The Public Prosecution Service (PPS) has decided that no additional British soldiers will be prosecuted for killings on Bloody Sunday.
An internal review of the PPS's decisions not to prosecute 15 soldiers reported in connection with the events of Bloody Sunday has resulted in those decisions being upheld.
Thirteen people were killed and 15 wounded when members of the British Army's Parachute Regiment opened fire on civil rights demonstrators in Derry on Sunday, January 30, 1972.
In March 2019 there was disappointment amongst Bloody Sunday families when it was decided that only one soldier would be prosecuted.
At that time the PPS concluded that there was sufficient available evidence to prosecute one former soldier, Soldier F, for the murder of James Wray and William McKinney; and for the attempted murders of Joseph Friel, Michael Quinn, Joe Mahon and Patrick O’Donnell.
He has since been charged with those offences and of attempting to murder a number of persons unknown.
In respect of the other 18 suspects, including 16 former soldiers and two alleged Official IRA members, it was concluded that the available evidence is insufficient to provide a reasonable prospect of conviction.
In these circumstances the evidential Test for Prosecution was not met.
The Bloody Sunday families and their solicitors requested a review of those decisions.
Today, September 29, 2020, the PPS has communicated the outcome to the families of those killed and to those injured victims who requested formal reviews of the decisions taken in March 2019 not to prosecute 15 former members of the military.
The range of potential offences allegedly committed on January 30, 1972, included murder, attempted murder and causing grievous bodily injury with intent.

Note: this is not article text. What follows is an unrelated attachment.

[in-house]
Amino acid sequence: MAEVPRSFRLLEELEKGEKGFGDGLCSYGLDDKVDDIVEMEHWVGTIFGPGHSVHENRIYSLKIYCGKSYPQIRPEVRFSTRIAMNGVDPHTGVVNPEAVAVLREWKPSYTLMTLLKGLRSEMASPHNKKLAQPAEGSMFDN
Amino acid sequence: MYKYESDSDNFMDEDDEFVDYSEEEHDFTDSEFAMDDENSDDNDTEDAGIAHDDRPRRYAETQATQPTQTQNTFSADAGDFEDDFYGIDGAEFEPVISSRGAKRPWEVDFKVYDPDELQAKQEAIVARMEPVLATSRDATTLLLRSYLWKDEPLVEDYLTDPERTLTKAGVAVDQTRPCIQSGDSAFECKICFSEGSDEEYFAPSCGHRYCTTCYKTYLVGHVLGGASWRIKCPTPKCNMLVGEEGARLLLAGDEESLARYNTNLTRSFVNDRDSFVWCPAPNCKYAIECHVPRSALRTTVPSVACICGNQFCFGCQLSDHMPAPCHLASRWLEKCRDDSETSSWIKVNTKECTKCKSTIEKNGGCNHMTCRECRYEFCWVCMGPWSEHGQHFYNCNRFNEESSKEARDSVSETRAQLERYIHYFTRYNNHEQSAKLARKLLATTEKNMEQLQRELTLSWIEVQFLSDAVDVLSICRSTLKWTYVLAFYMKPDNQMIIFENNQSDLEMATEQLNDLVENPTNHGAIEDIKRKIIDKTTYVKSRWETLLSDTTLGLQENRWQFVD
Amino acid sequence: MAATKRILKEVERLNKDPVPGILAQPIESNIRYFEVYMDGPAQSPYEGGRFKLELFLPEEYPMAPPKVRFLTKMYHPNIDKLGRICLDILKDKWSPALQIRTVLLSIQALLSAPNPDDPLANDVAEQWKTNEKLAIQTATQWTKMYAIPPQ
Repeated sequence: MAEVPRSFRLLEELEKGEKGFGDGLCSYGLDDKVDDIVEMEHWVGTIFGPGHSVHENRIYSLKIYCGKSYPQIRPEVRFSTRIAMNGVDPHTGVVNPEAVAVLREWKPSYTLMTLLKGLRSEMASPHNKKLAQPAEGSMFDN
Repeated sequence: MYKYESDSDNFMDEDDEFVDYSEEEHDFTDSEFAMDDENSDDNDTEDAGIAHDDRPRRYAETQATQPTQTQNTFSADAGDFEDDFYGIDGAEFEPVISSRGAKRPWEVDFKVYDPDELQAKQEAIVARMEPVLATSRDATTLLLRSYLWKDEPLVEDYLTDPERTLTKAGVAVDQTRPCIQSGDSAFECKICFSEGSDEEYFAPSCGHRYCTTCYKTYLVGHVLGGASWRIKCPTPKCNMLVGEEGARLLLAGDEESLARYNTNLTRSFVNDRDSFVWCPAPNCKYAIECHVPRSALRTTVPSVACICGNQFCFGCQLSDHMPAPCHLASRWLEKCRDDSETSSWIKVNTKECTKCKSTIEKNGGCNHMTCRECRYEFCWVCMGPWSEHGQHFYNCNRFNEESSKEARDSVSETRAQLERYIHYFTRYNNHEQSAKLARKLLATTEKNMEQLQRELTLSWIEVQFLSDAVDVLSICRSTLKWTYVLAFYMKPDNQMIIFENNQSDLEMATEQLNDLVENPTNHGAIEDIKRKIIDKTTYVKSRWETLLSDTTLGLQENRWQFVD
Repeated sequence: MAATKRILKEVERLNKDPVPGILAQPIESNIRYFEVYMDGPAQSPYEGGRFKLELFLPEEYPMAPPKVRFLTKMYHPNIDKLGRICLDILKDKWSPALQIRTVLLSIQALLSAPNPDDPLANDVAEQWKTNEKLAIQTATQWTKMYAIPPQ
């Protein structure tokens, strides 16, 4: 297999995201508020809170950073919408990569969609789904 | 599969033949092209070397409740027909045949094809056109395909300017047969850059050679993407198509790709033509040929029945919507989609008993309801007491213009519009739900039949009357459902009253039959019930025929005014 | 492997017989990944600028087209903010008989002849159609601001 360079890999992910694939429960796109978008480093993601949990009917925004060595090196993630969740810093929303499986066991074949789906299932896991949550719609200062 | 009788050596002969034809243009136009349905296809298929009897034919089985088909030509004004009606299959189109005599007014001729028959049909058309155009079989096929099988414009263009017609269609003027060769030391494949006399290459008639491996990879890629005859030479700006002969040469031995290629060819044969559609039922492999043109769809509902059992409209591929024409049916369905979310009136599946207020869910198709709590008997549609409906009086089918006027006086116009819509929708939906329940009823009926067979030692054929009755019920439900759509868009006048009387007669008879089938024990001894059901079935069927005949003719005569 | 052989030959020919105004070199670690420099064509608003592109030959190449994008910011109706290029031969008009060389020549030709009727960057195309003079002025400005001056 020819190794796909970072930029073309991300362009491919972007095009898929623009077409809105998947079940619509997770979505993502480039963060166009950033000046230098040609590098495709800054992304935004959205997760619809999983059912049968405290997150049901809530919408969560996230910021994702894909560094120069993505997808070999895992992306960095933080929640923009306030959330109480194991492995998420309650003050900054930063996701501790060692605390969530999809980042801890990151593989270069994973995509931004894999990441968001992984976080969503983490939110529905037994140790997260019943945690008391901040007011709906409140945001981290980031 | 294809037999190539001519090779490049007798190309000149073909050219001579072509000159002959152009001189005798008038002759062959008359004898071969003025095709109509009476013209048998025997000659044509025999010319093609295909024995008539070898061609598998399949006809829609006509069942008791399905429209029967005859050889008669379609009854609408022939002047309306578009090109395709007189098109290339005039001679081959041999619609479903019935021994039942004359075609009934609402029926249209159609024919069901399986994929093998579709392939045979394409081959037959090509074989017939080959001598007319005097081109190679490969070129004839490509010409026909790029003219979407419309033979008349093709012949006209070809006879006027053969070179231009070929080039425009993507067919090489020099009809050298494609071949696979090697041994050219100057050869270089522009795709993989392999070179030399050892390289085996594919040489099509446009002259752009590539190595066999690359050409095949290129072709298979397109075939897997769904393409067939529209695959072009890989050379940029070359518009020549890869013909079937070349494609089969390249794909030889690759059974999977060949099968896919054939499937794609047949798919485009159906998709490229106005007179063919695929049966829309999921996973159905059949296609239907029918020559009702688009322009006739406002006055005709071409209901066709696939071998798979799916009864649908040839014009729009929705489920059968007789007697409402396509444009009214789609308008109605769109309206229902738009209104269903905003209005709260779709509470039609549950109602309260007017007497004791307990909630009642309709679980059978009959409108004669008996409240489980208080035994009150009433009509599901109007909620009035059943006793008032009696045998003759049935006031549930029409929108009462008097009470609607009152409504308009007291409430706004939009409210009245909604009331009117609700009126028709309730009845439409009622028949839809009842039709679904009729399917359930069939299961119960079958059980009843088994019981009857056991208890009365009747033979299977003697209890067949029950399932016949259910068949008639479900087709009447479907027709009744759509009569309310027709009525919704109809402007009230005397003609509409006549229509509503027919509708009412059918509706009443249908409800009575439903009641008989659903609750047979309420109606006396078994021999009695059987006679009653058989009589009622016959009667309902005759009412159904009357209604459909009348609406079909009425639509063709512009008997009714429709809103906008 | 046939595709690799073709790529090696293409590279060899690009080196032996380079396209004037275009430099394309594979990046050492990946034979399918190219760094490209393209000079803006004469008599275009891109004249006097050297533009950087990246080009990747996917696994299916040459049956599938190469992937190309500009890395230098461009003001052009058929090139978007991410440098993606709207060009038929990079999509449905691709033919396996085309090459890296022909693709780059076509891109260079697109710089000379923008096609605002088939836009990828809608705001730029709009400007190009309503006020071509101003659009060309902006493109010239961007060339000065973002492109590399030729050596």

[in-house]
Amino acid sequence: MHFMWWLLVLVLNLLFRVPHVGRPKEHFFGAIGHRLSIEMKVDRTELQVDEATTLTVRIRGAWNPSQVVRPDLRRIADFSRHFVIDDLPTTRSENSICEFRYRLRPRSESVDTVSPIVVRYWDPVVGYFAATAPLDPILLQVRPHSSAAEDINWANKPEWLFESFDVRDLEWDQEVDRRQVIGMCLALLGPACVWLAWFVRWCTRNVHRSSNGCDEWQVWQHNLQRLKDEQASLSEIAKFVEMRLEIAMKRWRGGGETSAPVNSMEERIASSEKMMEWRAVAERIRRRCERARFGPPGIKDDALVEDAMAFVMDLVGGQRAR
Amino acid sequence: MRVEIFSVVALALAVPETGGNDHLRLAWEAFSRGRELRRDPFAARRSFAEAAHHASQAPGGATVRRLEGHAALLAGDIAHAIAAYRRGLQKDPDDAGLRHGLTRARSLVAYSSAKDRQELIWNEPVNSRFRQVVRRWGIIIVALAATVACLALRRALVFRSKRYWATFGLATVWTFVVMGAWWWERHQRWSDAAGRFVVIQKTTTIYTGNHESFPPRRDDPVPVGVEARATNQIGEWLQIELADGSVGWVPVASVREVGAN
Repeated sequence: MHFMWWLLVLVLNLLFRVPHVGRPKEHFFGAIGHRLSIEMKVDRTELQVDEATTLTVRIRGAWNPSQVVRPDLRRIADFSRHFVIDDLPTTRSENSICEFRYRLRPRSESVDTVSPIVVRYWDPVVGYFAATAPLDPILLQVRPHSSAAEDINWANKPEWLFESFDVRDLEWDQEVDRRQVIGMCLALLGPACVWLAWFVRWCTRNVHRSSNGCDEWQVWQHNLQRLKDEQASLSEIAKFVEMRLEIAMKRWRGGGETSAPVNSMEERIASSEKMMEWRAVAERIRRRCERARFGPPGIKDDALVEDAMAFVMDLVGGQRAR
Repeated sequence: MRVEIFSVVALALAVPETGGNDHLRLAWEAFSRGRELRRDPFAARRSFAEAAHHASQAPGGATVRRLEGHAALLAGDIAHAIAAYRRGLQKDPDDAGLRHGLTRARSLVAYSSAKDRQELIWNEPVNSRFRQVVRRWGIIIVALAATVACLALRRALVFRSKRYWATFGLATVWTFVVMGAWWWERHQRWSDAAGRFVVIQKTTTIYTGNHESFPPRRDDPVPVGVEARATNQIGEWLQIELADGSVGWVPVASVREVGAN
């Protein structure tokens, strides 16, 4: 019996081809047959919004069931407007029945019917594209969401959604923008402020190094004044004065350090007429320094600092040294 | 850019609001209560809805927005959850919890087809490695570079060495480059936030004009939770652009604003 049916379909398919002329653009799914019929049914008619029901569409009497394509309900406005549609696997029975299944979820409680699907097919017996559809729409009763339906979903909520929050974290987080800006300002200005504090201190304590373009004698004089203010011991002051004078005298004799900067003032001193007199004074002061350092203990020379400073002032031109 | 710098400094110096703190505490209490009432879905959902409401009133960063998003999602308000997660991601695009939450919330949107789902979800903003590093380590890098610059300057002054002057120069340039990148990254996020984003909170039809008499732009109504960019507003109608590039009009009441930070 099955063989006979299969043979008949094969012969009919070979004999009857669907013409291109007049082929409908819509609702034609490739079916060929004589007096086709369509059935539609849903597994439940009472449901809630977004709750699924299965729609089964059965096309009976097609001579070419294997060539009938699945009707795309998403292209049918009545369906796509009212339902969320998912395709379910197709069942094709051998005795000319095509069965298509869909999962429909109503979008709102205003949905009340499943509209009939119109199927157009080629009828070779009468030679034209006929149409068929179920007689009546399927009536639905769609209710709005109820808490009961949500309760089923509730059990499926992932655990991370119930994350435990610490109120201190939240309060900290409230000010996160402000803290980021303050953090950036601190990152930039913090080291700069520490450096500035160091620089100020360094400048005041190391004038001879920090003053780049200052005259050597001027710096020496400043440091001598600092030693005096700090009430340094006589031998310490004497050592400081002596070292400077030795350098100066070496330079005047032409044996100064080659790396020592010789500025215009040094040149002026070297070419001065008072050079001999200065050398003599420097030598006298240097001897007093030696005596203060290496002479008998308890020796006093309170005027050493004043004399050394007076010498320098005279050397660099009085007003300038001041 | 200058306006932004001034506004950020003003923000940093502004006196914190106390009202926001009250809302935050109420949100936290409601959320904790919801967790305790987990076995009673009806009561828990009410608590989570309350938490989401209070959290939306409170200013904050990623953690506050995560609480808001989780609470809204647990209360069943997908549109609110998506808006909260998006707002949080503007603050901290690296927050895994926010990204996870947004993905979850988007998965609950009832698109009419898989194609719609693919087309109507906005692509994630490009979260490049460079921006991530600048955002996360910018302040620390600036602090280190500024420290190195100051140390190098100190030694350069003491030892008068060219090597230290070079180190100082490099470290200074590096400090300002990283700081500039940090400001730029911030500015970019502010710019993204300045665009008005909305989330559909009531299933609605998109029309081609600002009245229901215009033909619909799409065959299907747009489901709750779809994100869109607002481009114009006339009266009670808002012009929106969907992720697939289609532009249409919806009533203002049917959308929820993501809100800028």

All reviews were undertaken by PPS Senior Assistant Director Marianne O’Kane, who was not previously involved in the cases.
The requests received related specifically to the deaths of ten of the victims who died on the day, as well as ten others who were injured.
In line with the review process set out by the PPS Code for Prosecutors, Ms O’Kane applied the Test for Prosecution afresh to the large volume of complex evidence and information considered by the original PPS decision-maker in order to reach new decisions.
Detailed legal submissions received were also considered in the course of the reviews.
She has taken new decisions in respect of each review request and concluded that the Test for Prosecution is not met on evidential grounds to prosecute any of the 15 soldiers in connection with the specific deaths or injuries sustained on Bloody Sunday.
All parties who requested a review received a detailed explanation of this outcome in writing earlier this morning.
The 15 suspects concerned were also informed.
Marianne O’Kane said: “In March 2019, the PPS engaged extensively with the families of those killed and injured on Bloody Sunday to explain the reasons why the original decision-maker concluded that the available evidence did not meet the Test for Prosecution for all but one suspect reported.
“Given the importance of these decisions to all affected by them and the extensive public interest in the events of Bloody Sunday, the deep disappointment felt by many families at that time was wholly understandable. This was despite assurances received from the PPS that its decision-making had been conducted in an independent, fair and impartial manner. It was therefore also understandable that a number of the bereaved families and injured victims subsequently exercised their right to request a review of decisions relating to 15 of those suspects originally reported.
“The reviews process began substantively in November 2019, after receipt of all legal submissions, and involved applying the Test for Prosecution afresh to all available evidence submitted by the Police Service of Northern Ireland (PSNI) from 2016-17.”
She continued: “I have concluded that the available evidence is insufficient to provide a reasonable prospect of conviction of any of the 15 soldiers who were the subjects of the reviews. Accordingly, the decisions not to prosecute these 15 individuals all stand.
“I know that today’s outcome will cause further upset to those who have pursued a long and determined journey for justice over almost five decades. I can only offer reassurance to all of the families and victims of Bloody Sunday, and the wider community, that my decisions were conducted wholly independently and impartially, and in accordance with the Code for Prosecutors.
“Finally, it is important to note that while Soldier F is among the 15 individuals to which these new decisions relate, the prosecution that commenced against him in 2019, which relates to two charges of murder and five charges of attempted murder, continues.”
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